The Sacramento District Attorney announced March 2nd that the city would not file charges against police officers responsible for Stephon Clark’s death last March. Anne Marie Schubert, career prosecutor and forensic expert, said in her legal review that officers were justified in fearing for their lives and that they had not committed any crimes.
Clark’s death has been a high-profile case in the Sacramento area since the incident on March 18, 2018. Officers reported to a neighborhood after a resident called in a hooded man vandalizing cars. A police helicopter spotted Clark hopping over a fence into the backyard of a house. Officers later found out this was his grandmother’s residence and he was staying with her.
After yelling at Clark to raise his hands, officers mistook the iPhone in his hand for a gun and fired twenty times. Clark died within three to ten minutes from internal bleeding, and reports from the official autopsy found that he had eight bullet wounds, six of which struck him in the back. Officials waited five minutes after shooting him before approaching him and beginning CPR. Fire officials pronounced Clark dead on the scene.
Clark’s family has since taken legal action, with a lawsuit seeking “at least $20 million from the city of Sacramento and the two police officers,” reports the Sacramento Bee. “The lawsuit, filed on behalf of Clark’s grandparents, parents and two young sons, was filed in U.S. District Court under federal civil rights laws.”
Following Schubert’s decision to abstain from pressing charges, hundreds of protesters gathered at the state capitol building. Clark’s brother, Stevante Clark, told those gathered at a vigil that “this could be you. This could be your family.”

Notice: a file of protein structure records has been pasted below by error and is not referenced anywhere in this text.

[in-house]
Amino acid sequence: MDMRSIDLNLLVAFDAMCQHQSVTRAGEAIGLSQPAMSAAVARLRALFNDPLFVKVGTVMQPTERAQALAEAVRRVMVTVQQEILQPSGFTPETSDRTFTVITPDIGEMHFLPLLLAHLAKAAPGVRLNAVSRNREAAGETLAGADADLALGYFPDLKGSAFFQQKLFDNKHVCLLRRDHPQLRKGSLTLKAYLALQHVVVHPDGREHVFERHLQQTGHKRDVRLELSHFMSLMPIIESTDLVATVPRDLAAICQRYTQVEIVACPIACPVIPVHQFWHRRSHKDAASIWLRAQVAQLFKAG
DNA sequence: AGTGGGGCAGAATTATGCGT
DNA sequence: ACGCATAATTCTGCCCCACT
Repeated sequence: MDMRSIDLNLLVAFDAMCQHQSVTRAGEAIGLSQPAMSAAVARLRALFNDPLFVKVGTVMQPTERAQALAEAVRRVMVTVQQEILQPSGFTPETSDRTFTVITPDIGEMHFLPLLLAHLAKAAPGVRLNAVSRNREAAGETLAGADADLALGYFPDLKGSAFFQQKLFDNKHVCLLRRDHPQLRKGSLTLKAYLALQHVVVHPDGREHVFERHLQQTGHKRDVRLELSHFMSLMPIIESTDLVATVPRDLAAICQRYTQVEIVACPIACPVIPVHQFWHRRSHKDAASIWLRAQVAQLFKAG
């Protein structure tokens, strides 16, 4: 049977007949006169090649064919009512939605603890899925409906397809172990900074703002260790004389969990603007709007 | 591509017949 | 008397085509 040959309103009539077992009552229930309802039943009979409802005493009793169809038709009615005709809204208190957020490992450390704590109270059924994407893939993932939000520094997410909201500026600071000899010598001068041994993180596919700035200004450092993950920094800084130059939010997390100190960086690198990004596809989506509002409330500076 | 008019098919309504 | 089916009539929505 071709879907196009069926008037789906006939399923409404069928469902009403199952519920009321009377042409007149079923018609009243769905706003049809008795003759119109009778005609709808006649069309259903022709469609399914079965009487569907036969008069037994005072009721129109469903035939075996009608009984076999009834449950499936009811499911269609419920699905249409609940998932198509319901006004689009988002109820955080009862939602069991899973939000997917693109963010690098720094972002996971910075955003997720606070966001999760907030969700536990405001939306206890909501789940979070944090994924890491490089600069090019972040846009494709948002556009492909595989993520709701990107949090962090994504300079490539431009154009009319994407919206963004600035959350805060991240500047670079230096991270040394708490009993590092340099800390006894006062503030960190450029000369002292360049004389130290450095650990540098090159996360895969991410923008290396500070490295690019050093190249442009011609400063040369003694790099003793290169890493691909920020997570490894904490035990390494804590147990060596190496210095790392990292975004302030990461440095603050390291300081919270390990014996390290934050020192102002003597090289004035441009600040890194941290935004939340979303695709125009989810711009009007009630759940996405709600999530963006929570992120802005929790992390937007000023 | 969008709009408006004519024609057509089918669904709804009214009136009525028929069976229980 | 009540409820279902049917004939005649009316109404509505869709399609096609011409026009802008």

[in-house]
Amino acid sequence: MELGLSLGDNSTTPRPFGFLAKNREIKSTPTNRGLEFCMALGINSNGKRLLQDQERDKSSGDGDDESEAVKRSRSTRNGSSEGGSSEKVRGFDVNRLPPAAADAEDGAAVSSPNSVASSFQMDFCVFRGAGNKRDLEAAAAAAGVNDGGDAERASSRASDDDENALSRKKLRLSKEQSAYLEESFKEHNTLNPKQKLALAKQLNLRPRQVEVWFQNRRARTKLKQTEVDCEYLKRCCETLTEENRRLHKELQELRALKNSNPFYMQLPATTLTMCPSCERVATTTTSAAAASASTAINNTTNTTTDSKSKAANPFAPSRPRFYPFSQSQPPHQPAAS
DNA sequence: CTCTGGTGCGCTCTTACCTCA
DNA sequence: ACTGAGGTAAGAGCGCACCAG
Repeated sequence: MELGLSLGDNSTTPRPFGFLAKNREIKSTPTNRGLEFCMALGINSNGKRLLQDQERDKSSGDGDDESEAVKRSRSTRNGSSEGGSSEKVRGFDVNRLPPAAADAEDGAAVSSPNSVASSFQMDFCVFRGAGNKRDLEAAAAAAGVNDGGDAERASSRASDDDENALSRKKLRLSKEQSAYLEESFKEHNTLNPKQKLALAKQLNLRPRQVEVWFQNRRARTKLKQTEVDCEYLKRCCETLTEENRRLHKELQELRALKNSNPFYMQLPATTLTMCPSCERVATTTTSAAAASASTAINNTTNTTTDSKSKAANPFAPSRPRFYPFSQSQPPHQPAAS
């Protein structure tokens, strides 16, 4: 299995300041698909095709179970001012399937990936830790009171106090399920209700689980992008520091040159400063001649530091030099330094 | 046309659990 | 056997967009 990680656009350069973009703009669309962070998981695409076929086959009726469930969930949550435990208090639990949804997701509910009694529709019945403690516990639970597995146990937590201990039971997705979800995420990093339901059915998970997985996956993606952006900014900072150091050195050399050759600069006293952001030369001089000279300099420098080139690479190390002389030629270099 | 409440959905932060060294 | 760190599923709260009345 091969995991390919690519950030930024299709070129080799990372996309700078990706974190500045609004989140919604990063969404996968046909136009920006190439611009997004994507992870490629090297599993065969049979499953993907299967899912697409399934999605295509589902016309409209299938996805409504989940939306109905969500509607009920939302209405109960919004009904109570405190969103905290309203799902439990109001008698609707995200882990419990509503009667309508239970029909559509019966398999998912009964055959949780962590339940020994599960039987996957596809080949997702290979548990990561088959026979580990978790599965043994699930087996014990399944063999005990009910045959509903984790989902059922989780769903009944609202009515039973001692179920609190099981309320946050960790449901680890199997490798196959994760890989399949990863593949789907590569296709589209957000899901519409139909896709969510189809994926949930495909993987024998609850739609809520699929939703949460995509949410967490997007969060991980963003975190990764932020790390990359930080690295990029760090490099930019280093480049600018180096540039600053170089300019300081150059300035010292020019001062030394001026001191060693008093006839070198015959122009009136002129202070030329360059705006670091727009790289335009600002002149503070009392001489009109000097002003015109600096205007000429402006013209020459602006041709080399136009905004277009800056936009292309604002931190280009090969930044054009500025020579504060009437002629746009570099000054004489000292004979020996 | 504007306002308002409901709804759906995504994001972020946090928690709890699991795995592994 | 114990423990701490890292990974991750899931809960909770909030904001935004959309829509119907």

As controversy over racial profiling and police brutality continues, Clark’s death is the latest in a trail of tragic deaths that have included Trayvon Martin, Philando Castile, and Michael Brown. Daniel Bennett, head of JBU’s Political Science department, observes that Clark’s death and the ensuing controversy follows this pattern, with “the police saying one thing, and the victim’s family saying ‘that’s not the whole story.’”
Much like the Sacramento Police Department is doing now, many police departments have been forced to take a closer look at incidents involving the shooting of black men. The Cleveland Police Department, for instance, announced 400 days after the death of 12-year-old Tamir Rice that they would not be pressing charges against the officer who had shot him. Bennett said that this is one of many “instances where law enforcement are perceived as…overly aggressive with African-American males.”
Seth Billingsley, a political science and business student, said that in this case, “the idea of innocent until proven guilty was overruled.” He believes that many police shootings involving black males involve a combination of aggressive racial bias within and militarization of police forces.
As turmoil following Clark’s death and his family’s lawsuits continues, Bennett said that there are many ways for students to make their voices heard. He encourages students to follow news from multiple reputable sources and be willing to have “tough conversations…with someone with different physical characteristics.”